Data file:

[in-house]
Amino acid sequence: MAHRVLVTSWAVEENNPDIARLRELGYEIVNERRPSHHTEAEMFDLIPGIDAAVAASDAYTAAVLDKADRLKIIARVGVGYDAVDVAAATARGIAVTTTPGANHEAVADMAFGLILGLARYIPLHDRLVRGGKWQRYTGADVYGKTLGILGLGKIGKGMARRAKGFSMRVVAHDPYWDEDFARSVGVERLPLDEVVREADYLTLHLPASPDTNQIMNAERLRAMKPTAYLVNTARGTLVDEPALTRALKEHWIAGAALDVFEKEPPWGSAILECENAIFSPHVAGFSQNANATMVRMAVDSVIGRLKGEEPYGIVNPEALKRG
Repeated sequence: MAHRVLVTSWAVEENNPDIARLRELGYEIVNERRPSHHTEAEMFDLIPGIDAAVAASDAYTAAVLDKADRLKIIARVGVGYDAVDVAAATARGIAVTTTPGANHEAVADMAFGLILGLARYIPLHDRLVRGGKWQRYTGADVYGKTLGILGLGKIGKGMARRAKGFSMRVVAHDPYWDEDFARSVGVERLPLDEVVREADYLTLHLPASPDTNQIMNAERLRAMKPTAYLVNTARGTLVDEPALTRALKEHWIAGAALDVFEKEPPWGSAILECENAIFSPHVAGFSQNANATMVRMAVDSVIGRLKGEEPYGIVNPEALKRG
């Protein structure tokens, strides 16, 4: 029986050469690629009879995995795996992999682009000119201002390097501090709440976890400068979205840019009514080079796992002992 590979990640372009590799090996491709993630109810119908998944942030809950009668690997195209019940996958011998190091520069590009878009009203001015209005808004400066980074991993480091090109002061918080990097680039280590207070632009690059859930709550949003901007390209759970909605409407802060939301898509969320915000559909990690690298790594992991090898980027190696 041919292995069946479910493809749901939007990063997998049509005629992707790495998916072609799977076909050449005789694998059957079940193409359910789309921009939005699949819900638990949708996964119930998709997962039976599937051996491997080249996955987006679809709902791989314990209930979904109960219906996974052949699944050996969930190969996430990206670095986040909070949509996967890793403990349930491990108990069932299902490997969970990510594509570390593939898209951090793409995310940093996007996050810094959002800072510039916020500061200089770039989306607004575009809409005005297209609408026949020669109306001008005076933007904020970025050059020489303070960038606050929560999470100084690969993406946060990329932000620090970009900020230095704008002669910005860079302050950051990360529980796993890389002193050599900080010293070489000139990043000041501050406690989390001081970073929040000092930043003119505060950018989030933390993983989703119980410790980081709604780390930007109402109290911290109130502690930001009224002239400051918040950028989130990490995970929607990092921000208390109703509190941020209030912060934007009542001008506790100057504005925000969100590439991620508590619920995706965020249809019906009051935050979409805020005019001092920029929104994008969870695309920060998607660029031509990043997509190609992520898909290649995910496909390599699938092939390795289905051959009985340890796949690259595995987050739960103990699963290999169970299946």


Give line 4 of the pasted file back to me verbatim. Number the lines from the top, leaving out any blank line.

């Protein structure tokens, strides 16, 4: 029986050469690629009879995995795996992999682009000119201002390097501090709440976890400068979205840019009514080079796992002992 590979990640372009590799090996491709993630109810119908998944942030809950009668690997195209019940996958011998190091520069590009878009009203001015209005808004400066980074991993480091090109002061918080990097680039280590207070632009690059859930709550949003901007390209759970909605409407802060939301898509969320915000559909990690690298790594992991090898980027190696 041919292995069946479910493809749901939007990063997998049509005629992707790495998916072609799977076909050449005789694998059957079940193409359910789309921009939005699949819900638990949708996964119930998709997962039976599937051996491997080249996955987006679809709902791989314990209930979904109960219906996974052949699944050996969930190969996430990206670095986040909070949509996967890793403990349930491990108990069932299902490997969970990510594509570390593939898209951090793409995310940093996007996050810094959002800072510039916020500061200089770039989306607004575009809409005005297209609408026949020669109306001008005076933007904020970025050059020489303070960038606050929560999470100084690969993406946060990329932000620090970009900020230095704008002669910005860079302050950051990360529980796993890389002193050599900080010293070489000139990043000041501050406690989390001081970073929040000092930043003119505060950018989030933390993983989703119980410790980081709604780390930007109402109290911290109130502690930001009224002239400051918040950028989130990490995970929607990092921000208390109703509190941020209030912060934007009542001008506790100057504005925000969100590439991620508590619920995706965020249809019906009051935050979409805020005019001092920029929104994008969870695309920060998607660029031509990043997509190609992520898909290649995910496909390599699938092939390795289905051959009985340890796949690259595995987050739960103990699963290999169970299946």